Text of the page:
Ascension of the Lord (Fr. Simham)

by | May 28, 2022

Today we celebrate the solemnity of the ascension of our Lord Jesus Christ. It may not be as glamorous a celebration as Christmas or Easter. It may not look, at the peripheral level as spectacular an event in the life of Jesus as Christmas where there were angels singing, shepherds running or even Easter, rocks rolling, Magdalene rushing. Still, I believe, Ascension was an important event in the life of Jesus as any other events in his life. In fact it was one of the glorious event in his life. To explain this, I just want to pick up one verse for St. Paul’s letter to Ephesians. (It is part of our ‘office of the readings’ today. And it is also the ‘short-responsorial’ for morning prayer.) Because it is St. Paul who gives an insight into the glorious dimensions of this seemingly quiet and subdued event; I.e. Ascension. I just want to divide the sentence into two halves to know the full meaning.

In the first half he quotes (Ephesians 4:8):- “When He ascended up on high, He led captivity captive…..” What does it mean? It is an ancient military language. In ancient times when a great warrior returned home after successfully waging war against the enemy, he had a victory parade at home, in his home country. People used to come out in numbers to great the victorious king. In that victory parade the victorious leader will parade in chains all the enemies that were captured in the battle. This event is called as ‘leading the captivity captive.’ It means those who were planning captivity for them are now taken captive. It was a one of the most shameful days for those who are captured. But for the one who conquered them, that is the victorious king it was one of the most glorious moments. And St. Paul wants us to understand Jesus’ ascension in these terms. When Jesus entered into his Father’s Homeland, after successfully conquering sin and death there was a victory parade for Jesus … a spiritual victory parade ….. The enemies that were conquered; sin, death and evil were paraded in chains. Today is the day Jesus lead the captivity captive. Let us rejoice and be glad, because on this day our enemy, the devil was put to shame.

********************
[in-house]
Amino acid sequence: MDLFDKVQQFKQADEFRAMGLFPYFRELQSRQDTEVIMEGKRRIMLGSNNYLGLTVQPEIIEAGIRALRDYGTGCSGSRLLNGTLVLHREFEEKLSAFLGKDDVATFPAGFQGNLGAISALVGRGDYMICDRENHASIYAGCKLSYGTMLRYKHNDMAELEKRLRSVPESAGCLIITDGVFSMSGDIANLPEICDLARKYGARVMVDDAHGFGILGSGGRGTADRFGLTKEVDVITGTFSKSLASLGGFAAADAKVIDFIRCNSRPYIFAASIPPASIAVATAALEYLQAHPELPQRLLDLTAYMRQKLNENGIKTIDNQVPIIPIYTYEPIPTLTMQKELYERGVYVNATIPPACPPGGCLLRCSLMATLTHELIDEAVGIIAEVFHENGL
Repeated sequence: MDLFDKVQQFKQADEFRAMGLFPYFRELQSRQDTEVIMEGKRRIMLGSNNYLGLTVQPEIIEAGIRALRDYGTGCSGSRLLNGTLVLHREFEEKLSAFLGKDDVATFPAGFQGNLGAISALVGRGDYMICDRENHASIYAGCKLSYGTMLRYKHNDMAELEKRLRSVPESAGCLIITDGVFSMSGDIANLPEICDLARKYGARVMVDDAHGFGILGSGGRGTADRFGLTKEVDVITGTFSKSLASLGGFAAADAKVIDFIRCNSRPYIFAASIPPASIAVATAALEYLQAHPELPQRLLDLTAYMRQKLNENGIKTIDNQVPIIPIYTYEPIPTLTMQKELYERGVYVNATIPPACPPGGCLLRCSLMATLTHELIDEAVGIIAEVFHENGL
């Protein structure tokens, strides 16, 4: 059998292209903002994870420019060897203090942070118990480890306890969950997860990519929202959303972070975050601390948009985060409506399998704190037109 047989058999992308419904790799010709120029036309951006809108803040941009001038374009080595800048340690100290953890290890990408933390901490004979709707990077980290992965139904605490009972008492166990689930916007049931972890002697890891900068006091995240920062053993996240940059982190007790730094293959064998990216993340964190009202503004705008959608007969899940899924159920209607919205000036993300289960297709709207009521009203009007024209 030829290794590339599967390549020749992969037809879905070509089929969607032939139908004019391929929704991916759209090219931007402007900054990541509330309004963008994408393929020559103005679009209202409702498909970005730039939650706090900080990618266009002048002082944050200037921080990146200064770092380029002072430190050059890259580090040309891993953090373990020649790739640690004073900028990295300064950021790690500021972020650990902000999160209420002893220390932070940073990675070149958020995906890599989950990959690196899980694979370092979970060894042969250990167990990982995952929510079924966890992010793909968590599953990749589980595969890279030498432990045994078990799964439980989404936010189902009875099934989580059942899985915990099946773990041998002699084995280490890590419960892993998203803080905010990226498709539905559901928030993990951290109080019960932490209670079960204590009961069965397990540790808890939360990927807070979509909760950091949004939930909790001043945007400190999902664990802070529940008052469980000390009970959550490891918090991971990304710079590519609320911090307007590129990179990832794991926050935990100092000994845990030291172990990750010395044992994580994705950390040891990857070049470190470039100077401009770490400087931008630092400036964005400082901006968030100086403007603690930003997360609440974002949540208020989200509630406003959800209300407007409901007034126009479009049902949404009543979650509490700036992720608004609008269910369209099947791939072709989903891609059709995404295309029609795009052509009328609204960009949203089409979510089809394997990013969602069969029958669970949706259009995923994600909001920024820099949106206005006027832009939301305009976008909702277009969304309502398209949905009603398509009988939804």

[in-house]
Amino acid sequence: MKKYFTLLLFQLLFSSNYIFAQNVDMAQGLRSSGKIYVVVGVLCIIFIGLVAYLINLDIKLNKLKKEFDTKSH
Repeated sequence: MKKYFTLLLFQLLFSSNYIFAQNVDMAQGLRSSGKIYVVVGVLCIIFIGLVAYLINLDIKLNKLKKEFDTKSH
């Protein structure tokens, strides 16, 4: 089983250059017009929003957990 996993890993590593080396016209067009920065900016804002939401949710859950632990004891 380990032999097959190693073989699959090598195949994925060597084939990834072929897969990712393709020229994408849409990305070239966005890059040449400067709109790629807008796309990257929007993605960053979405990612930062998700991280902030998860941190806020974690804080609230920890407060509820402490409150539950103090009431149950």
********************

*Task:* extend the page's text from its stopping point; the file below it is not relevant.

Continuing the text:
Secondly St. Paul says in the same verse, “ As he lead the captivity captive, he gave gifts to men. That is another common occurrence in the ancient ‘victory parade.’ As the group of people came on to the street to greet and hail the victorious leader, the victorious leader who obviously was coming back with lots booty, throws gifts from the booty to the people. If is for them to celebrate his victory. This is another imagery Paul uses to explain the importance of ascension. As Jesus ascended into heaven, he gave gifts to men; men who came to believe and celebrate his victory. What were the gifts?

Read verse 11 in the same chapter.

And he gave some, apostles; and some, prophets; and some, evangelists; and some, pastors and teachers; For the perfecting of the saints, for the work of the ministry, for the edifying of the body of Christ……

It is interesting to note that these; either being an apostle or prophet or evangelist were gifts not useful for themselves. But these were the gifts to be used for others. He gave his men gifts to be apostles, evangelists or teachers so that they in turn can be gifts to others. He gave them gifts so that they in turn can be a gift to their family, to their community and to the church. That is what he does even today. He gives us gifts so that we in turn can be gifts for others.

Now, the critical question is how can we gifts to others? Be a good priest, you are a gift to your parish. Be a good husband, be a good wife, be a good son or daughter or be a good grandmother, then you are a gift your family. If you are a nurse, be good nurse, if you are a teacher, be good teacher; if you are a cook be a good cook, if you are a mechanic, be a good mechanic. Then you are a gift to other.

That is the challenge for us today and every day, to be gift for other. May the Risen Christ who is seated at the right hand of the Father, bless you all. Amen.

Fr. Showreelu Simham